Renowned German journalist and author Alice Hasters, recently visited GISSV in Mountain View and San Francisco to speak with students of different age groups about racism.
Alice Hasters is a versatile author who has made noteworthy contributions to multiple German media outlets, such as publications like Spiegel and Süddeutsche Zeitung. Furthermore, she has gained experience working across different mediums, including television with Tagesschau and BR, as well as in podcasts and other platforms. Her book "Was weiße Menschen nicht über Rassismus hören wollen" (What White People Don't Want to Hear About Racism) brought her to the public eye and garnered her widespread recognition. Presently, Hasters is pursuing a fellowship at the Thomas Mann House in LA, where she is working on her new book.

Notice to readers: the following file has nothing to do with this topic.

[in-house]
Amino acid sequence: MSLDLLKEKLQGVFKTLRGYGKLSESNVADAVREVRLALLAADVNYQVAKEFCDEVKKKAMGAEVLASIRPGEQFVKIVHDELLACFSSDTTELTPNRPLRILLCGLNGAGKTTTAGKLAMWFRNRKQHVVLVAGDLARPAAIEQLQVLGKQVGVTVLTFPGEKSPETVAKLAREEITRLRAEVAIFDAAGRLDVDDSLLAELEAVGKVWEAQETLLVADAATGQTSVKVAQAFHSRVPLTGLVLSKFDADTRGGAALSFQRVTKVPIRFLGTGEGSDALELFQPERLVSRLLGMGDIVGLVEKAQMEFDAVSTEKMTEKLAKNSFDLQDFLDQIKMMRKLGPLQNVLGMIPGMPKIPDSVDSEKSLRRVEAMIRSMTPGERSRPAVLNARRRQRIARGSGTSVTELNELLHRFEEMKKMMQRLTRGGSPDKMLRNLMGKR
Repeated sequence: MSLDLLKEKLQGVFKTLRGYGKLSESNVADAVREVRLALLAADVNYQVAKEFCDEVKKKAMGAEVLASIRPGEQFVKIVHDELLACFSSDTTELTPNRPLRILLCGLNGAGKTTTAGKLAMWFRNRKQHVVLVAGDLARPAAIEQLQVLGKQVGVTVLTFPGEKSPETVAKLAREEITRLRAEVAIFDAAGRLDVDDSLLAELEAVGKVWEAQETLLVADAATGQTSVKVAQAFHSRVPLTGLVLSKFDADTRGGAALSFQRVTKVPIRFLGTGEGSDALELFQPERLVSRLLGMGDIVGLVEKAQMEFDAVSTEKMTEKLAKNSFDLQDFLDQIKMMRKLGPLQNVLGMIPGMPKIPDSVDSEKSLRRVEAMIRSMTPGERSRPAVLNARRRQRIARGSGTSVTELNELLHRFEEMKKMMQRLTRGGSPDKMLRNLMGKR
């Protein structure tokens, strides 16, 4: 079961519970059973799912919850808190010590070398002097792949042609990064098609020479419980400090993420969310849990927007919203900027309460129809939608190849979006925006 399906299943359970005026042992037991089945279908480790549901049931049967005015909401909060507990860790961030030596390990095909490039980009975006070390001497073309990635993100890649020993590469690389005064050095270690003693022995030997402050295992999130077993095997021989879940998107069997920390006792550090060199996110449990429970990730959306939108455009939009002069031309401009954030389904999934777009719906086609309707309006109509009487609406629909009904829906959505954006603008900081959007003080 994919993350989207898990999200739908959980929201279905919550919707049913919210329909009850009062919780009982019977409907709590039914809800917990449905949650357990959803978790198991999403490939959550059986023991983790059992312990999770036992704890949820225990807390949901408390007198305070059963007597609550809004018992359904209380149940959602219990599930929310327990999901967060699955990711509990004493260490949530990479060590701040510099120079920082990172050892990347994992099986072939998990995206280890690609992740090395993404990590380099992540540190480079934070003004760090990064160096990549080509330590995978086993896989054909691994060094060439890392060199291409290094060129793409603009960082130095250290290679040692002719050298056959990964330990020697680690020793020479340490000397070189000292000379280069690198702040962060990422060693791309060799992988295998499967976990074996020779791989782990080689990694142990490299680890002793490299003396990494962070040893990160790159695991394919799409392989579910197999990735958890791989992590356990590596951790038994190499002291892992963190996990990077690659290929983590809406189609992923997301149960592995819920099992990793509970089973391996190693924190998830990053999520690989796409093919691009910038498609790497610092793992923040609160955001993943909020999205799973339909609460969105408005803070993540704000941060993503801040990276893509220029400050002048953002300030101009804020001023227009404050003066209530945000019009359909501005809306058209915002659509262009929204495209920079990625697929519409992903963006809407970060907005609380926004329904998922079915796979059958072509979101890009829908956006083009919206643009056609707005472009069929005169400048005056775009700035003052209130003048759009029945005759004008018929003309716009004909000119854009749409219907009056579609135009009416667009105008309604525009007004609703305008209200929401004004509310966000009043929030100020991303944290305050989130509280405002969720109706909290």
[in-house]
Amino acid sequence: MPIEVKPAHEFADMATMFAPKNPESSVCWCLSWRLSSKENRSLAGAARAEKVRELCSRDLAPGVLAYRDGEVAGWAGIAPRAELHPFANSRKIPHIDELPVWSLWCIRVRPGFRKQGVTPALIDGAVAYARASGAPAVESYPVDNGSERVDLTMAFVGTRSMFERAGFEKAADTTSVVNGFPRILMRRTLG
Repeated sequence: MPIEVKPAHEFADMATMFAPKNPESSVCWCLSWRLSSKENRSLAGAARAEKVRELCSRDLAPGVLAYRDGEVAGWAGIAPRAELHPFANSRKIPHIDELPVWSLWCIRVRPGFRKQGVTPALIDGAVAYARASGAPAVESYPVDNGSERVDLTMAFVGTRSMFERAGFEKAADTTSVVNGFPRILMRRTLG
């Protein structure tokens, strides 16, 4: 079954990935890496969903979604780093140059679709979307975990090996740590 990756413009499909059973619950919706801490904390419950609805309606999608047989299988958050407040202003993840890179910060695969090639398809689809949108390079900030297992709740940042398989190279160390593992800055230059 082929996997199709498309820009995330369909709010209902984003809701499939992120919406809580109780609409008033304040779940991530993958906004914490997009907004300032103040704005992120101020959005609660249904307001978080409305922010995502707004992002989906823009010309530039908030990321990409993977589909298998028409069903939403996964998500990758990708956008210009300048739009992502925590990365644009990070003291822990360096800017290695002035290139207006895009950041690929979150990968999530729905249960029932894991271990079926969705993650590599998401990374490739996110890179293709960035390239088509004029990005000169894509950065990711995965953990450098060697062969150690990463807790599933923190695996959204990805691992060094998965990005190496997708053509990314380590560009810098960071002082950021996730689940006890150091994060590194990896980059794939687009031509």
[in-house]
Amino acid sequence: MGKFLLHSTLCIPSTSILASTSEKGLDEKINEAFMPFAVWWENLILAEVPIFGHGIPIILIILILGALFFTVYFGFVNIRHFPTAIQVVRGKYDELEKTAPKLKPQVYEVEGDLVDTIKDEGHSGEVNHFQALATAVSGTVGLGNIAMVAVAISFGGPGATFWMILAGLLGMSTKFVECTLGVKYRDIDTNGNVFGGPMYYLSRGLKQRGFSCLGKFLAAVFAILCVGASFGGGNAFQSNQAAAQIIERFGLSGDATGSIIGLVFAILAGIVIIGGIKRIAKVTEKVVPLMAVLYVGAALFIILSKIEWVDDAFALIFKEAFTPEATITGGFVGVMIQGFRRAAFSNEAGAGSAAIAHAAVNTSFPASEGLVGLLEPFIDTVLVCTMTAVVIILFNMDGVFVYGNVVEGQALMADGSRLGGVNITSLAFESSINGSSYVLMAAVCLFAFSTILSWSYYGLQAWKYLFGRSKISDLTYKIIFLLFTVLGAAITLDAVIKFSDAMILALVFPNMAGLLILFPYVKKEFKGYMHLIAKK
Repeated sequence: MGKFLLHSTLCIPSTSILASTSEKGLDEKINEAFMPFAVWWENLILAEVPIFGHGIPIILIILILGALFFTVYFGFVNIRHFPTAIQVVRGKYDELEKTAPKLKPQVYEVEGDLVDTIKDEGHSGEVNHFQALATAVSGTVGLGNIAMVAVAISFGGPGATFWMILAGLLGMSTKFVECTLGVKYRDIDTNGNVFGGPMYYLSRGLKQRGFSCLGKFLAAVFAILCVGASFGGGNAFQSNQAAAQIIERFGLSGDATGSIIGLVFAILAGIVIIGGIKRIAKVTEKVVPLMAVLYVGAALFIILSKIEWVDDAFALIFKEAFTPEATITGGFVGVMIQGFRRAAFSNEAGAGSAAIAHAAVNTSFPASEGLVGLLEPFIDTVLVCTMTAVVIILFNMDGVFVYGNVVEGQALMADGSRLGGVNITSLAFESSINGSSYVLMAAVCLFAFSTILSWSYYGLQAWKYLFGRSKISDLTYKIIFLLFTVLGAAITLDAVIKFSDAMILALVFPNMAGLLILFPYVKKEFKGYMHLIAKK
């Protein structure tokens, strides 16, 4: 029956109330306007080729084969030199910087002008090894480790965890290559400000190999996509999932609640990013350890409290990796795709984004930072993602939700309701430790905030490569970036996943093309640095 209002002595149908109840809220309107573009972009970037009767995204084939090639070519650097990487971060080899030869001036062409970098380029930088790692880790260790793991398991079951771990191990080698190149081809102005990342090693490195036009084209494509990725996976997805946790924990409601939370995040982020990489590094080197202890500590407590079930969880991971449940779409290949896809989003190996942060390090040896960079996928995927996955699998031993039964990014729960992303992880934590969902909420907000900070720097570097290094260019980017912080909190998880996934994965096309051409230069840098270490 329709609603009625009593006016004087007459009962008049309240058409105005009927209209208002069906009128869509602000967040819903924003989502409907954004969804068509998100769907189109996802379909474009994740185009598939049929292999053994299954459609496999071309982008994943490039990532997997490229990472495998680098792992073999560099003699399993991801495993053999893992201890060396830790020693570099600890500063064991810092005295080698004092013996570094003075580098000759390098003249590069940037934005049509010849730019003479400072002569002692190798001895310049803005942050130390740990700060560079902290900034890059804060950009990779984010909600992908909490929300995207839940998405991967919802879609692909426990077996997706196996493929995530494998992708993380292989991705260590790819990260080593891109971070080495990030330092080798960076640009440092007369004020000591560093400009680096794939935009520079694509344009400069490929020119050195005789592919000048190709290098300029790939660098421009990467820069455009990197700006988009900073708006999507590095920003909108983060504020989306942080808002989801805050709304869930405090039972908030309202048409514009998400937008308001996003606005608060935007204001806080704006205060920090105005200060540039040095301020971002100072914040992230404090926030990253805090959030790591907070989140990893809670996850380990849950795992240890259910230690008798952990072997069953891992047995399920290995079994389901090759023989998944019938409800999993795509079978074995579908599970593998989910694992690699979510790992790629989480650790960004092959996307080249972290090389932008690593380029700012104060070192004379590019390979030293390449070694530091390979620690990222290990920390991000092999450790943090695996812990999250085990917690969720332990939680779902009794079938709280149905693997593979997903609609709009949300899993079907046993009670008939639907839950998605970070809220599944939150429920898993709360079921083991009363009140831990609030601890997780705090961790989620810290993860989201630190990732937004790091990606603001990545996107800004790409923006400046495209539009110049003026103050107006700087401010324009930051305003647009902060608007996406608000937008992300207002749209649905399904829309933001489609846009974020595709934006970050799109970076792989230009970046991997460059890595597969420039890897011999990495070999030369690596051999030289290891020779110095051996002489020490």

In her talks at our campuses, Hasters recounted her personal journey as a woman of color in both Germany and the United States. She delved into pressing issues such as racial inequality and stressed the importance of standing up against racism. During the interaction with the students, Alice Hasters received a wide range of questions that spanned beyond her personal experiences. The students sought her insights on various topics such as how to become a writer, book recommendations, the differences in racism between Germany and the US, and ways to make a difference in the world.
In her book recommendations, she included books that are age-appropriate for young readers. She suggested "Gib mir mal die Hautfarbe" and "Schwarz wird großgeschrieben" for German readers. She also recommended that readers of all ages check out the works of American author Jason Reynolds and of course to visit the library to find the right book for them.
In conclusion, Hasters' visit to GISSV was an enriching experience for both students and staff. Her visit to GISSV provided an excellent opportunity for students to learn about the importance of discussing and addressing racism. Her insightful talks will undoubtedly leave a lasting impact on those who attended.